The Issue with Non-Issues

Last Updated: 12-27-2020

This is an essay I wrote while procrastinating on writing a different, less enjoyable essay. It’s silly and irreverent

The issue with non-issues.

Politics has always been a nasty game. Since the beginnings of democracy, politicians have been hurling insults (among other, more substantial things) at each other, and that certainly hasn’t changed today. For as much ado is made about the growing disenchantment, political polarization and the lack of “polish” on both sides, the rise of technology has simply allowed voters to see the uglier sides of politics.

Turn on the TV today, and regardless of channel, the other side might as well be the devil incarnate. Irrespective of ideology, members of each party dutifully turn out to support their nominee, without any apparent thought to what their candidate says or does. It’s blind party allegiance, not predicated on issues but on red and blue and re-election cycles.

It’s more or less always been this way – the “corrupt” bargain of 1824 ended in Adams being elected over Jackson, despite Jackson technically winning a larger share of the electorate. In 1876, Hayes won over Tilden, by a single electoral vote, yet with Tilden winning nearly 4% more of the popular vote – a total of nearly 250,000 voters. Lyndon B Johnson had a particular fascination with exposing himself, particularly to members of Congress, and Lincoln openly referred to Stevens during the debates as a bloodthirsty dog.

One of those men is considered a Founding Father, two are on US currency, and the fourth the father of a landmark Civil Rights bill.

The biggest difference is not in the candidates running, but rather what the American public sees – no longer incessantly primped and polished, the public instead gets a closer look at the candidates themselves. If Nixon was nervous during the first televised debate, imagine him in an age of Snapchat, Youtube and Facebook – he would be a sweaty, stammering wreck.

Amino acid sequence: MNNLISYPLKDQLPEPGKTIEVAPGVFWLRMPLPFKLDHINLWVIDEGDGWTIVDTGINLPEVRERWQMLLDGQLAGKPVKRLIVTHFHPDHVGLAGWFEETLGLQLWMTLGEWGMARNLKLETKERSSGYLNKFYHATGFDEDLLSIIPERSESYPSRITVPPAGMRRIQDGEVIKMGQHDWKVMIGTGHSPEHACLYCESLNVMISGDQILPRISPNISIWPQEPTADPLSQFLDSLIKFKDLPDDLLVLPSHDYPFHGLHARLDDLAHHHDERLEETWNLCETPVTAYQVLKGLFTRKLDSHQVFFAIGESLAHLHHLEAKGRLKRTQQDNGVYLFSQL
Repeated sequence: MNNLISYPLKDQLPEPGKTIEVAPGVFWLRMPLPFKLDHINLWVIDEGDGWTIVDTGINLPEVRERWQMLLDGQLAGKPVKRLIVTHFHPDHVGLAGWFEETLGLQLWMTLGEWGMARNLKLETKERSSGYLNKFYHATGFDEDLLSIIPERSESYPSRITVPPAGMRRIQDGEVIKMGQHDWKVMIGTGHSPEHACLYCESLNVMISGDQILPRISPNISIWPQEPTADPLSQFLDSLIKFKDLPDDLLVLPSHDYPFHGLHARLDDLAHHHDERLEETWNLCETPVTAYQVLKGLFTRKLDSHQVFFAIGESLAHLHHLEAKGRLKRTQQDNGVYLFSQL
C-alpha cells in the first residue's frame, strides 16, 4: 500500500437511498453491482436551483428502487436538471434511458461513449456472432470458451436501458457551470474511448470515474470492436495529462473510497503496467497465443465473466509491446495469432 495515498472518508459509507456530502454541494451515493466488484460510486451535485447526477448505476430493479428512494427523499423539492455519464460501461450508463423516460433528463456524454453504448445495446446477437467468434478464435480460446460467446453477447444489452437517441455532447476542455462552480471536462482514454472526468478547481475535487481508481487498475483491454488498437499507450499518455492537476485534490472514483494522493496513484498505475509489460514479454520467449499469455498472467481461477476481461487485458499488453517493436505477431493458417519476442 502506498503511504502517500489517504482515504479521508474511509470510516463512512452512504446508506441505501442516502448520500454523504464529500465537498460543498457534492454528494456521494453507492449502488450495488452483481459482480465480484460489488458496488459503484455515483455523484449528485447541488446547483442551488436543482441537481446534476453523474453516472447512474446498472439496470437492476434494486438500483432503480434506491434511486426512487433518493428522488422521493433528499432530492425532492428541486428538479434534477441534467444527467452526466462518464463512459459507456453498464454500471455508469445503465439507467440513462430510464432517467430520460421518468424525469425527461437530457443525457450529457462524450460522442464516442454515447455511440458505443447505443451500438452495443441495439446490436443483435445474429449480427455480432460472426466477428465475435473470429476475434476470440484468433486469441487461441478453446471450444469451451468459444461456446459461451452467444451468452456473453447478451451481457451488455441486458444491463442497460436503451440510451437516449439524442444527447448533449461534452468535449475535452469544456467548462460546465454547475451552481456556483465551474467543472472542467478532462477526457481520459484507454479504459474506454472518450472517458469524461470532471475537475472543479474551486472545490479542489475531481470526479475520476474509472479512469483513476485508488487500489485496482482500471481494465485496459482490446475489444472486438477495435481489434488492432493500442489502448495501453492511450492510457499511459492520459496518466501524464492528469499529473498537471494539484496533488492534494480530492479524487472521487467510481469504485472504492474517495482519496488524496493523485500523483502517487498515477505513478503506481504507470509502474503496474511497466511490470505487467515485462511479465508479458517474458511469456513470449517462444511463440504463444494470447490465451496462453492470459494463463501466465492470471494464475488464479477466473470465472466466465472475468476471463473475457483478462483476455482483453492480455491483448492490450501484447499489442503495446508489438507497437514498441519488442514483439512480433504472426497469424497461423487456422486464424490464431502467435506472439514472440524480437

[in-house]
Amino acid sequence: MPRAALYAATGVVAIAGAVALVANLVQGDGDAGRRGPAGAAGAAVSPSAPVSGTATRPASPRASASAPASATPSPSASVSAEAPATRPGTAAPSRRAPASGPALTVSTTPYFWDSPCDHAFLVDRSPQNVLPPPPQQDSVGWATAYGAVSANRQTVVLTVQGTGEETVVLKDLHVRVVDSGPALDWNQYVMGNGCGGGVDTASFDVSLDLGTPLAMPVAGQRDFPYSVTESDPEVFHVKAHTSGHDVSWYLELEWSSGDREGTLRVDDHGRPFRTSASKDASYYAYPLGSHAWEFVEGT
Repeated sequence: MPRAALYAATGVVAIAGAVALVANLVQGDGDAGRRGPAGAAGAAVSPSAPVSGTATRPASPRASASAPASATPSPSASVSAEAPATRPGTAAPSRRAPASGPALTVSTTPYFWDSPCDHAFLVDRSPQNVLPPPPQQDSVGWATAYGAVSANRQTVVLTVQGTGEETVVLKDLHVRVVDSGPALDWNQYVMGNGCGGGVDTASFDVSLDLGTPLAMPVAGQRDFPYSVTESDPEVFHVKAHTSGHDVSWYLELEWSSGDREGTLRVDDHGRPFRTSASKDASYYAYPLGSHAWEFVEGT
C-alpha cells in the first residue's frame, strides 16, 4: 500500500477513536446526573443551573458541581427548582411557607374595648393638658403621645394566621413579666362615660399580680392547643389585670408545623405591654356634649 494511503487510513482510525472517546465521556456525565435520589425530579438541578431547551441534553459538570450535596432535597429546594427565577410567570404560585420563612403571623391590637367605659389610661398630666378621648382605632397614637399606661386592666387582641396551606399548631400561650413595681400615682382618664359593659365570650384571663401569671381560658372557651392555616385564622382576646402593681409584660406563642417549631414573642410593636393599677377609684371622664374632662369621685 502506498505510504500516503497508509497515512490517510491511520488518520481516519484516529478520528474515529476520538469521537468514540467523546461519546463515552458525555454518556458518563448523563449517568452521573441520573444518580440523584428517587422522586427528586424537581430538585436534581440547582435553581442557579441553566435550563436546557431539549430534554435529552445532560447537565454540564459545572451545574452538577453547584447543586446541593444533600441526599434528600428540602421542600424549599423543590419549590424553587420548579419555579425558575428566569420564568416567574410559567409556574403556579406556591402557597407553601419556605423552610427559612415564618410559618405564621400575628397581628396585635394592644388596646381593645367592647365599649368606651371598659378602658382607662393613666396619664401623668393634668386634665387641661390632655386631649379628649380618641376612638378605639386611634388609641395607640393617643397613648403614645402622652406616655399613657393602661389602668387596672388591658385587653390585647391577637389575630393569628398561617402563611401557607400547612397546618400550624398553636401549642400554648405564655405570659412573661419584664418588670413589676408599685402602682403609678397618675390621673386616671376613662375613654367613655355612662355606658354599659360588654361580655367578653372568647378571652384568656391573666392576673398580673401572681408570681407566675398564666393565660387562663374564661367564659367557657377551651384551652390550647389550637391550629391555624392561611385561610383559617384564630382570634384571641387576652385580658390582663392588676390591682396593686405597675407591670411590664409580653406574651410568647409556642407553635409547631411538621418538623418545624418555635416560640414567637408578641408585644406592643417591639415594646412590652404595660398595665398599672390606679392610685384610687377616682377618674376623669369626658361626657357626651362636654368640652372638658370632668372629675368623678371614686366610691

I’ll be able to vote this cycle, and despite what’s being said, this is shaping up to be one of the most interesting years yet, in spite of the negativity. A fairly weak third party candidate is polling at nearly 10%, a self-avowed socialist came unprecedentedly close to winning the Democratic primary, and most Americans still don’t know what the Electoral College is. It’s a year for the textbooks; I think it would be downright irresponsible not to participate.

I took a few Saturdays to actually go out and canvass during the primaries. I received everything from enthusiastic support to one person threatening to shoot me if I didn’t promptly leave, all within approximately one square mile. It’s an baffling amount of diversity, and an experience I certainly won’t forget.

Even if the candidates historically haven’t changed much in character, the public’s access and ability to dissect their statements has never been greater. To say this election is fundamentally different misses both the richness of the game and it’s comparatively mild place in history.

Politics has always been dirty – if it wasn’t, it wouldn’t be any fun.